Romeo and Juliet and “Doubling” (Jordan Cook and Hannah McIntosh)

In our introductory blog post, Hannah and I wanted, first of all, to talk about the general ‘Paper Stage’ experience, and afterwards go on to discuss the early modern theatrical practice of “doubling”, which we as readers experienced first hand during the event.

On the 19th May, we attended the first public Paper Stage play reading of William Shakespeare’s Romeo and Juliet. There’s something about the “read-aloud” experience of the Paper Stage  that is both insightful and refreshing, no doubt due to the attention that is brought to the words on the page, whilst still being able to incorporate the inherent performative aspects of the play. This reading and listening experience arguably gives one taking part more time to process the play in detail, rather than glossing over moments that could potentially be missed whilst watching a fast-paced performance. The process of reading out loud for each other’s benefit rather for that of an audience arguably allows one to sit on the fence between being a “player” and an “observer”.

Both Hannah and I only read a few minor roles, which we believe gave us the opportunity to listen more intently to the other speaking roles in the play rather than immersing ourselves in action; the experience therefore provided us with the opportunity to fully realise the value of these minor characters that may be otherwise overlooked. For instance, Hannah read for Friar John, whom, she notes, whilst only appearing in one short scene, nevertheless delivers news which impacts the entirety of the play: that Romeo has not been informed of Juliet’s “demise”. Equally, the Apothecary is present for one brief fraction of a scene, and quickly disappears, but yet he provides Romeo with the very prop that aids the play’s tragic ending. As such, minor characters (often overlooked in character studies and literary criticism) may be viewed as fully integral and necessary cogs in the play’s machinery.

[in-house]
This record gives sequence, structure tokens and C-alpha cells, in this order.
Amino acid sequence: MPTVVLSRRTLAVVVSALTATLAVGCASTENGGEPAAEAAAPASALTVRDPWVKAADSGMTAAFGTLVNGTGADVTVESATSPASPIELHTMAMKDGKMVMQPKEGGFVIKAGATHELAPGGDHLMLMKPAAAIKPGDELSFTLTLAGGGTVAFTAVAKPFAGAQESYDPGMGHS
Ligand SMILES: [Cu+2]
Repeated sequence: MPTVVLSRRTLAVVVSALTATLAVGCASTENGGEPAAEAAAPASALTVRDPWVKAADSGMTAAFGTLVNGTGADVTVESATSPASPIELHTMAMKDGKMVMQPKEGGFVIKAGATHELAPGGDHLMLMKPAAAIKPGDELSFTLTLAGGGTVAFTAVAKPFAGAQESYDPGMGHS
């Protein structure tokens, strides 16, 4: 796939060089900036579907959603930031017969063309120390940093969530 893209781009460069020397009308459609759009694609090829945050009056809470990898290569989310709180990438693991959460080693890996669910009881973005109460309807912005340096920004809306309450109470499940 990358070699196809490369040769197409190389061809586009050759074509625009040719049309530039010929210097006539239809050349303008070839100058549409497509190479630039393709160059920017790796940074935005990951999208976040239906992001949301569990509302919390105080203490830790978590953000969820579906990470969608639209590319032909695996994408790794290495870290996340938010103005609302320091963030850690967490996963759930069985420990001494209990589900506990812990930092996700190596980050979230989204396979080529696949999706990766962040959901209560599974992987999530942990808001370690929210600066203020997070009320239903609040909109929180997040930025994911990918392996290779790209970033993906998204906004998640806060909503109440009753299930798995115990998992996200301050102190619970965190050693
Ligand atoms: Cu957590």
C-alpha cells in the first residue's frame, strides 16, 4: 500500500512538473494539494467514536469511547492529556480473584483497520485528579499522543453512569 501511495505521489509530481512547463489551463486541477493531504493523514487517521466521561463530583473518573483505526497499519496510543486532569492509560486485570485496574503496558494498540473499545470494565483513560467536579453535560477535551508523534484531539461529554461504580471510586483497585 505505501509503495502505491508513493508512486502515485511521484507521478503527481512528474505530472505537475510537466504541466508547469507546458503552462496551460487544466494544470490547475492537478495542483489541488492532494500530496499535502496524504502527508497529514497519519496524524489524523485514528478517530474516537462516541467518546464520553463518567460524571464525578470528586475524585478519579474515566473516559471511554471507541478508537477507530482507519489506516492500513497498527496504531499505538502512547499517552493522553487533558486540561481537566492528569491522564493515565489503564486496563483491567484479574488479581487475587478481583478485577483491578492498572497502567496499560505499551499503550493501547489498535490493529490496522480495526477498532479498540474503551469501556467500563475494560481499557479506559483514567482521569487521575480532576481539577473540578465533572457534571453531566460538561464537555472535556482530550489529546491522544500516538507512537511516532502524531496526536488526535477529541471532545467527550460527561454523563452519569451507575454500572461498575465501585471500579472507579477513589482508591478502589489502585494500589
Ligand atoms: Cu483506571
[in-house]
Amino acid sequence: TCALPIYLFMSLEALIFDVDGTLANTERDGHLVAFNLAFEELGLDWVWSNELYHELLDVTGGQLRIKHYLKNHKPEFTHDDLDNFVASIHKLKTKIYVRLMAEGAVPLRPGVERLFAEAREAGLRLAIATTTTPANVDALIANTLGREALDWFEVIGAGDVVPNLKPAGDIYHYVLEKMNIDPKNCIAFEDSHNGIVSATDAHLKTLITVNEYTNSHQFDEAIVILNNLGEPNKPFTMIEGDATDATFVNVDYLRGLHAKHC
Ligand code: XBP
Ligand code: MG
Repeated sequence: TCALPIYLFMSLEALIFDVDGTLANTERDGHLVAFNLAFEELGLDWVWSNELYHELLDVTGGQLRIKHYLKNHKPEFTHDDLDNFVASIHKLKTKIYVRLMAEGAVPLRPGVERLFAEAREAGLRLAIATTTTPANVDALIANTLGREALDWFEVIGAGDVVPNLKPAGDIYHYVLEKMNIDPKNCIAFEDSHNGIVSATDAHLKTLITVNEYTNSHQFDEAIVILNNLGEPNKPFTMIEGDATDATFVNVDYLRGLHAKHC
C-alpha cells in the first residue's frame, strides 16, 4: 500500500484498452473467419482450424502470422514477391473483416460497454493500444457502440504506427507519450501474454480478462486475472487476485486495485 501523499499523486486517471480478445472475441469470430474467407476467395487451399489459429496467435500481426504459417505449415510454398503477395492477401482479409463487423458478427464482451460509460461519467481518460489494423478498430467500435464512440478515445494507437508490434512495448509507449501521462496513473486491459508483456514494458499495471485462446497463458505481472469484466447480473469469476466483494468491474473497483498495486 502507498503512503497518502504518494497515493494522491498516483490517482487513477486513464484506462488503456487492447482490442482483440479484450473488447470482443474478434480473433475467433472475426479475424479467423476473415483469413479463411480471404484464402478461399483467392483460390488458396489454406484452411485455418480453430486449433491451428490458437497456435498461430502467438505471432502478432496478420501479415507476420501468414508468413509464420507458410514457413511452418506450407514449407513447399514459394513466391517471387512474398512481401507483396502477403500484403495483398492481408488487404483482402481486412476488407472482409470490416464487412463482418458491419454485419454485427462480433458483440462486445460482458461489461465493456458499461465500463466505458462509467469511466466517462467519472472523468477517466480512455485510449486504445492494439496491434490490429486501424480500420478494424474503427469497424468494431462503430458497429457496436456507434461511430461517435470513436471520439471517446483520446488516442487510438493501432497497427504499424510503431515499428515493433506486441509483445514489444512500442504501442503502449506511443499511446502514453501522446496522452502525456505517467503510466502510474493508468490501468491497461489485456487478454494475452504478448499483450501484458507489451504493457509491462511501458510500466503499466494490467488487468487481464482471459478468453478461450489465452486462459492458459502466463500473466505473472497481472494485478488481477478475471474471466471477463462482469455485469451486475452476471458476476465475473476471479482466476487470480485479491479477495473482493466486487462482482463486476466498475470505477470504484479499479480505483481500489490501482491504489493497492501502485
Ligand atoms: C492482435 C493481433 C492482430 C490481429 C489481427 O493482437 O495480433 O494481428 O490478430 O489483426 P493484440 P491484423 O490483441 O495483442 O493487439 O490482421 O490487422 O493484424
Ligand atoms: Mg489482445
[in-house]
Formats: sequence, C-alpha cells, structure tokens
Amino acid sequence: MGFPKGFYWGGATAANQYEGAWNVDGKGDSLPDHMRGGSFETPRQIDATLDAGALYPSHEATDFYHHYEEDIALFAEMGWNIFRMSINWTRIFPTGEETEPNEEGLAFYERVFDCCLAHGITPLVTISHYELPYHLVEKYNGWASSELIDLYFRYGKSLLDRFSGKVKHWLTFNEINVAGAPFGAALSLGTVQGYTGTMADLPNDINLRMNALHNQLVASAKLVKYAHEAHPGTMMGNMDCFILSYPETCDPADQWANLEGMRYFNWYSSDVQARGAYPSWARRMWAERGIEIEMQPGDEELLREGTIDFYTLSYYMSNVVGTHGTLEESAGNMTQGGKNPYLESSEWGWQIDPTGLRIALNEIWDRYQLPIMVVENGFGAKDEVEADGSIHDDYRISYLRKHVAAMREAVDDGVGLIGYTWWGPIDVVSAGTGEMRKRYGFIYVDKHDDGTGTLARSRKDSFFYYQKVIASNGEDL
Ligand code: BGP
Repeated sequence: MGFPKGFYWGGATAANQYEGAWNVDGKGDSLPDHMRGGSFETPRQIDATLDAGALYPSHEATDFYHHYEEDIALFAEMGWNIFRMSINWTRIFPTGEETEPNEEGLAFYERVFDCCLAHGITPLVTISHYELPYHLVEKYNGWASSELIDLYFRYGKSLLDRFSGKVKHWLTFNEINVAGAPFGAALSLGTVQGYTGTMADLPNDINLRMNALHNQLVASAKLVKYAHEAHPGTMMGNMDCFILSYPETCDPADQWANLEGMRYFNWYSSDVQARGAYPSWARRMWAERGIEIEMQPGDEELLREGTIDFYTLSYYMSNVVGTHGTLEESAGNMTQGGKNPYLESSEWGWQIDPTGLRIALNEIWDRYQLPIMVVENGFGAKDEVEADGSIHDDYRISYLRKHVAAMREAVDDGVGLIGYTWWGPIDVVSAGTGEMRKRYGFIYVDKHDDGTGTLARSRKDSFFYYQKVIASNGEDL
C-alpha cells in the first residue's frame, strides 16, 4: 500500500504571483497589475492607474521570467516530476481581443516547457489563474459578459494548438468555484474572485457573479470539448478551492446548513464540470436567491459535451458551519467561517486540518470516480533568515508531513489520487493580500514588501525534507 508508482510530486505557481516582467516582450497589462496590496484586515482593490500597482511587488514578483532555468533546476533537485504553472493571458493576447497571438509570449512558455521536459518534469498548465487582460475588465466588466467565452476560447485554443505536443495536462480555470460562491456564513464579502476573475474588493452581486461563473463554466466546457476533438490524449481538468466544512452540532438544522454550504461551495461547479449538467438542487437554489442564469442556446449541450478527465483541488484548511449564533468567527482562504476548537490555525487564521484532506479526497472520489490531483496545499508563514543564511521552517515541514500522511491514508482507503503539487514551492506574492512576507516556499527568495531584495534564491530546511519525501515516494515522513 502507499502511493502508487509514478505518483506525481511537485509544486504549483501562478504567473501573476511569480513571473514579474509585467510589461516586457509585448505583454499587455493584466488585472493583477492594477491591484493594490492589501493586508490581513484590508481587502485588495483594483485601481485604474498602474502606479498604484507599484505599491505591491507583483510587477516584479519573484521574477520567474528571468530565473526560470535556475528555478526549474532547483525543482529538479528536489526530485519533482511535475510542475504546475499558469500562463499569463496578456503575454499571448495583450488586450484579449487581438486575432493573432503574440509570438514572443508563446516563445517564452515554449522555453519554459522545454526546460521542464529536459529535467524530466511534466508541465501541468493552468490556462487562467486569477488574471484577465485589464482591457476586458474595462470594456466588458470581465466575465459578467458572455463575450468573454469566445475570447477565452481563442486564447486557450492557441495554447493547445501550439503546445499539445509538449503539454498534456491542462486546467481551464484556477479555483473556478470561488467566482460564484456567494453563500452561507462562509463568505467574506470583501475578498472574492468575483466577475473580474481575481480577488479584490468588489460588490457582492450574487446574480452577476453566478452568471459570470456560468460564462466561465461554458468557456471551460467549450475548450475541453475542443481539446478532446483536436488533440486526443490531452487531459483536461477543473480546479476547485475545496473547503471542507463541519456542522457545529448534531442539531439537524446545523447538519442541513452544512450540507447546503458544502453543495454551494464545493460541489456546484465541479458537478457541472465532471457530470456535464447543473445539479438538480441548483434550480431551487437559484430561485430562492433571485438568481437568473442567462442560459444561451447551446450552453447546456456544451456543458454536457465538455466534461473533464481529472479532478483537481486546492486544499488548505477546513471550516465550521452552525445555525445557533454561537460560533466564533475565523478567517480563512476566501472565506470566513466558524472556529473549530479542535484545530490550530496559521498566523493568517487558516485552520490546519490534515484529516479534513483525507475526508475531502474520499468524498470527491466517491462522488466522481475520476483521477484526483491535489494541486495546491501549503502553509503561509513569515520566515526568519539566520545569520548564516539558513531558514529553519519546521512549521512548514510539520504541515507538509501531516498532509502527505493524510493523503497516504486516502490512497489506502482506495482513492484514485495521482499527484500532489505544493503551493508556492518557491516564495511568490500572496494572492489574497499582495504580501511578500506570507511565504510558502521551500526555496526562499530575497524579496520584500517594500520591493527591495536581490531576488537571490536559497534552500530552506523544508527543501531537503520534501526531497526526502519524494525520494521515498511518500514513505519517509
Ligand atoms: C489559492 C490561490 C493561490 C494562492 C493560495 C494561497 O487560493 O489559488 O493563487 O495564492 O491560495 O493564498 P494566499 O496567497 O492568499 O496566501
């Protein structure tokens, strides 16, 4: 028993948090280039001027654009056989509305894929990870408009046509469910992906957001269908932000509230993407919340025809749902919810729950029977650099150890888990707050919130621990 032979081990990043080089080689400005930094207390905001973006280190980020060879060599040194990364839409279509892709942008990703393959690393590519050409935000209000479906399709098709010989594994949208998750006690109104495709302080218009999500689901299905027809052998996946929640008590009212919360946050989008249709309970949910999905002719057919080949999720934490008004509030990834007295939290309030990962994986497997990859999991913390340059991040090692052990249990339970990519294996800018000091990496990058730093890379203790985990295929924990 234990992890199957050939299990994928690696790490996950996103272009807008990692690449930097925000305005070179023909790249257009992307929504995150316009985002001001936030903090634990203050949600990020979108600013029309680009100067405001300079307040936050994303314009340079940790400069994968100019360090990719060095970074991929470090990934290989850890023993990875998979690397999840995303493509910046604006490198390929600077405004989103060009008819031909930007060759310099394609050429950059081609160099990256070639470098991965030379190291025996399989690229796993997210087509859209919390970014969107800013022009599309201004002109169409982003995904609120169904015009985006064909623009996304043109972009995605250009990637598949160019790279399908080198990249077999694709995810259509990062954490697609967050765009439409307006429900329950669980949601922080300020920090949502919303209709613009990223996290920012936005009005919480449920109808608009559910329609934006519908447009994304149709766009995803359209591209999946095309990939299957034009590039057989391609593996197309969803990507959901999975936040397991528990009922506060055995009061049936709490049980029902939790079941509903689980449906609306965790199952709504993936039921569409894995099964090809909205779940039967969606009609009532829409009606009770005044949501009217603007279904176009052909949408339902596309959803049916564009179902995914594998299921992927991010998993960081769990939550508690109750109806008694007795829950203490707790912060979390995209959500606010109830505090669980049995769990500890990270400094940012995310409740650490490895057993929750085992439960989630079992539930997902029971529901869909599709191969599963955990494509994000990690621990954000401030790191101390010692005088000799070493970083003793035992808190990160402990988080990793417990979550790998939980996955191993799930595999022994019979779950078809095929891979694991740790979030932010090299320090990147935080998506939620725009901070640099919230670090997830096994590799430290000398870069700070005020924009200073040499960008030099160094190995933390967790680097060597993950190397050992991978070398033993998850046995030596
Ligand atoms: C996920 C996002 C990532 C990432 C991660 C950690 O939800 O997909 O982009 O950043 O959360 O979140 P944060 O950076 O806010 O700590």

For our reading of Romeo and Juliet some of the minor (and major) roles were doubled, including our own; this form of multi-roling is not only accurate to Shakespeare’s time period, but also allows us to understand the way in which performers would have been utilised on-stage. Doubling was a practice exhibited by Shakespeare’s company of players and their contemporaries, as plays would need to utilise a limited number of actors, for instance 10-15 individuals, to portray up to 40 roles. An interesting example of doubling in our rendition of the play had the same individual reading for the two major roles of Capulet and Benvolio, as well as the minor part of Gregory. Whilst doubling major roles was not as common, this did illustrate to us the difficulties of one actor playing two characters. For instance the possible overlap between roles, where at the start of the play we encountered a speaker conversing with himself. Or, how an actor can potentially be more suited for a certain role than another (Shakespeare would have had specific actors in mind when writing certain roles after all, e.g. Richard Burbage). I personally found that the speaker, whilst having read equally well for Benvolio, suited the role of Capulet more so, and due to this, as a listener I felt much more attentive listening to Capulet’s lines, and the part certainly earnt a few laughs.

It was a refreshing reading of a play that we, and no doubt a lot of others, assumed to already know quite well, thus showing that every reading and performance is unique, and  the Paper Stage reading of Romeo and Juliet brought to light aspects of the play we had never really considered before, and certainly made us contemplate early modern theatre practices from a different perspective.